The NHS Expo 2015 saw much attention and enthusiasm for the new Vanguard sites for the NHS. NHS England and the Department of Health have put a lot of trust in these sites to deliver better connected care and improved efficiency. One of the phrases repeated was “care without walls” and there is clear intent to break up organisational barriers as part of this process.
The NHS as a whole is often accused of having a defensive mind-set and of deliberately obstructing change. This is undoubtedly true, but the counterargument runs that this insulates the NHS against the worst of knee-jerk political decision making. This has meant that as policy makers have become more frustrated at the resistance of the NHS to change, they have resorted to more deliberately disruptive approaches to change management. Some of the earlier incarnations of this arguably gained momentum under New Labour in the 2000s with the promotion of increased competition and a marketplace for healthcare as a policy lever for change, and was followed up by perhaps one of the most deliberately disruptive pieces of legislation in healthcare, the 2012 Health and Social Care Act, described by Sir David Nicholson as “so big you can see it from space”.
Undoubtedly these Vanguards could be truly innovative and efficient and this continues a policy move towards greater integration between health and social care as seen in the devolution of healthcare to Manchester and other regions. The mandate to be disruptive could deliver real ground-breaking change, except that no exemption has been given on the myriad of performance targets that all of these organisations face and the additional finance is very limited due to the current spending plans. So perhaps the mandate for change is more towards Eleanor Clift’s summary that “People want change but not too much change. Finding that balance is tricky for every politician”.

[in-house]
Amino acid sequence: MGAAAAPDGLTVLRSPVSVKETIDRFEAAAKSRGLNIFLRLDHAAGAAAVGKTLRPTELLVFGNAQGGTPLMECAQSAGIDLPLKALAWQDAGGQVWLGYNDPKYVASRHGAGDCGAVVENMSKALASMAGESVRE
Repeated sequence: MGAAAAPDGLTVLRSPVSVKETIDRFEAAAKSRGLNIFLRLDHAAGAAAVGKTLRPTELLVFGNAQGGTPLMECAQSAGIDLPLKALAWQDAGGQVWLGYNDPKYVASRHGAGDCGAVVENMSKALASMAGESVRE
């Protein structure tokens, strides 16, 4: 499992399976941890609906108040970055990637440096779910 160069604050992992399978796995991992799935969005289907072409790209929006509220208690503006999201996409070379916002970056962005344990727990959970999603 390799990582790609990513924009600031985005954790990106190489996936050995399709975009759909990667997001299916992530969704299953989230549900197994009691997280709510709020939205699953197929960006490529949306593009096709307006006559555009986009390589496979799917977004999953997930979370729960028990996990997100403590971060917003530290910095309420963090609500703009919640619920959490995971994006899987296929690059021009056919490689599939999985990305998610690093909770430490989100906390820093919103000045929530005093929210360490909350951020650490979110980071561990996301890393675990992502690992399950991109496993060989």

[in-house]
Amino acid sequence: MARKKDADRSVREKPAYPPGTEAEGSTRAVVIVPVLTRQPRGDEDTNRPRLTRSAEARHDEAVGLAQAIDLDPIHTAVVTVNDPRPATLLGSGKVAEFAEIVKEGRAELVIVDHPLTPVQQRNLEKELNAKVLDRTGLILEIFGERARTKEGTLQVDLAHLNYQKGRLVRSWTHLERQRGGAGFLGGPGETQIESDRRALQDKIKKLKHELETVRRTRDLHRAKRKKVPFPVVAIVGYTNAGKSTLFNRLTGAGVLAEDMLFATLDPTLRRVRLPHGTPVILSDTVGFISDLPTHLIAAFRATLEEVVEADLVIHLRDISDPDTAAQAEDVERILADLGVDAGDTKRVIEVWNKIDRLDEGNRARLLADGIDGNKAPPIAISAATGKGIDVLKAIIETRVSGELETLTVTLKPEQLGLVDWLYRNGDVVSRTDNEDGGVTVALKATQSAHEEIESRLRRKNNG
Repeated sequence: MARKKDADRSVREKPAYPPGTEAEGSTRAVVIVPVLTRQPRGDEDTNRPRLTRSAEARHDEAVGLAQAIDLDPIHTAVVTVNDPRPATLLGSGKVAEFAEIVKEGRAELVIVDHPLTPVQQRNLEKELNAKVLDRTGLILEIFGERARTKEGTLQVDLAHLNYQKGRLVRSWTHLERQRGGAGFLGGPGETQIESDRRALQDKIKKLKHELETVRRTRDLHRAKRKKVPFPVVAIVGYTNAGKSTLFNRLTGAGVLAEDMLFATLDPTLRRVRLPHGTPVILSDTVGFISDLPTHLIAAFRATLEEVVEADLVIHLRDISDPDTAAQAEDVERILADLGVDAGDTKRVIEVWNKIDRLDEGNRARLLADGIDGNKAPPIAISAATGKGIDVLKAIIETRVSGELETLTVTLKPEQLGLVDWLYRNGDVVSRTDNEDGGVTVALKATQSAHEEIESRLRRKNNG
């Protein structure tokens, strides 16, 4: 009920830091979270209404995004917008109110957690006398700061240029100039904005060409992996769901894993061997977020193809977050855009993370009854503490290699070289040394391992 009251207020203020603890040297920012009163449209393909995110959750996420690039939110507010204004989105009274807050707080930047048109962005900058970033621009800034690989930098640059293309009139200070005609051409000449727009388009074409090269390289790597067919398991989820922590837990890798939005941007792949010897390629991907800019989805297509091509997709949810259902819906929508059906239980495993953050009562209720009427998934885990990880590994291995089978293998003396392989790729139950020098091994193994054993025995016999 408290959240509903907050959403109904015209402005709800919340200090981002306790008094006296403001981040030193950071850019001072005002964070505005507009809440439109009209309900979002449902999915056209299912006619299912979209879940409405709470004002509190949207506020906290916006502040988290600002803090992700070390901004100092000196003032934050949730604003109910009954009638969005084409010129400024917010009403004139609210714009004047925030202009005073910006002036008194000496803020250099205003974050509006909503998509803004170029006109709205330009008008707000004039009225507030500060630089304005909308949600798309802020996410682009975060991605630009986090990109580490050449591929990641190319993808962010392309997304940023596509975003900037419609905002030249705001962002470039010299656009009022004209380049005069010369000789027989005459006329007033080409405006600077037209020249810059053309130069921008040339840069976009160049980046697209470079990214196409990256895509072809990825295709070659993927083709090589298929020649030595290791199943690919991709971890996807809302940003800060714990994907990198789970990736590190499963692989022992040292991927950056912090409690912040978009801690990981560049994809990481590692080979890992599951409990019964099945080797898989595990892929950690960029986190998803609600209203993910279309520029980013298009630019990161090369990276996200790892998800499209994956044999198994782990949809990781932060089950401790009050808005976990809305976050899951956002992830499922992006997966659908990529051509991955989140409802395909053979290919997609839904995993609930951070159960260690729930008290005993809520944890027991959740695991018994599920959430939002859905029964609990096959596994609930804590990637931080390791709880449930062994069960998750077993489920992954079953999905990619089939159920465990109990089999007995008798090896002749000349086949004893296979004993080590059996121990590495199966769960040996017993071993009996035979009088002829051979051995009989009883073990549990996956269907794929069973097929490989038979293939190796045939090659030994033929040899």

So to the root of these new models of care: what is a Vanguard? Well, interestingly, one Chief Executive was brave enough to admit that despite being underway with the process, he was not really sure what it would ultimately look like, but that staff response to greater integration had been enthusiastic. Another described the process of being a Vanguard as making changes that they would have made anyway, but that the additional funding was allowing them to do it more quickly. The range of projects and integrations being undertaken under the Vanguard banner is very broad, which is laudable and ambitious, but the evaluation of the changes and proof of causality will be challenging with such a complex and inter-related and multi-provider environment. The launch documents for Vanguards spoke of “intensive evaluation” and many CLAHRCS and Academic Health Science Networks will be involved in trying to deliver the ‘logic model’ based evaluations. It will be interesting to see the initial outputs from these evaluations.
— Paul Bird, CLAHRC Head of Programme Delivery (Engagement)
- Timmins N. Never Again? The Story of the Health and Social Care Act 2012. London: The King’s Fund. 2012
- Clift E & Brazaitis T. War Without Bloodshed – the Art of Politics. New York, NY: Touchstone. 1997.
- NHS England. The Forward View into Action: New Care Models: Update and Initial Support. 2015.